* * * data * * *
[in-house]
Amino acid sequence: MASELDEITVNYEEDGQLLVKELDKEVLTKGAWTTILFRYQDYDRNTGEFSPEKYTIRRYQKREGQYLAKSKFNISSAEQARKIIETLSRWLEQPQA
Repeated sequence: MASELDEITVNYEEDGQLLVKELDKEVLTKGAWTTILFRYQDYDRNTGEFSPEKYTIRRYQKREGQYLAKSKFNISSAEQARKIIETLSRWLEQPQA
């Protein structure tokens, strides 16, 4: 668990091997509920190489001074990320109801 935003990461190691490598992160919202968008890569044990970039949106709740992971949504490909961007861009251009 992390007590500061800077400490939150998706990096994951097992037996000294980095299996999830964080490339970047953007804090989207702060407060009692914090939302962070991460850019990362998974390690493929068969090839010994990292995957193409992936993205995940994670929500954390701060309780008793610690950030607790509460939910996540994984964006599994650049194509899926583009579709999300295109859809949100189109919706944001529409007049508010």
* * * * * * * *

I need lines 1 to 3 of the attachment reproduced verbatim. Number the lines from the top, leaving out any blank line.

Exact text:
[in-house]
Amino acid sequence: MASELDEITVNYEEDGQLLVKELDKEVLTKGAWTTILFRYQDYDRNTGEFSPEKYTIRRYQKREGQYLAKSKFNISSAEQARKIIETLSRWLEQPQA
Repeated sequence: MASELDEITVNYEEDGQLLVKELDKEVLTKGAWTTILFRYQDYDRNTGEFSPEKYTIRRYQKREGQYLAKSKFNISSAEQARKIIETLSRWLEQPQA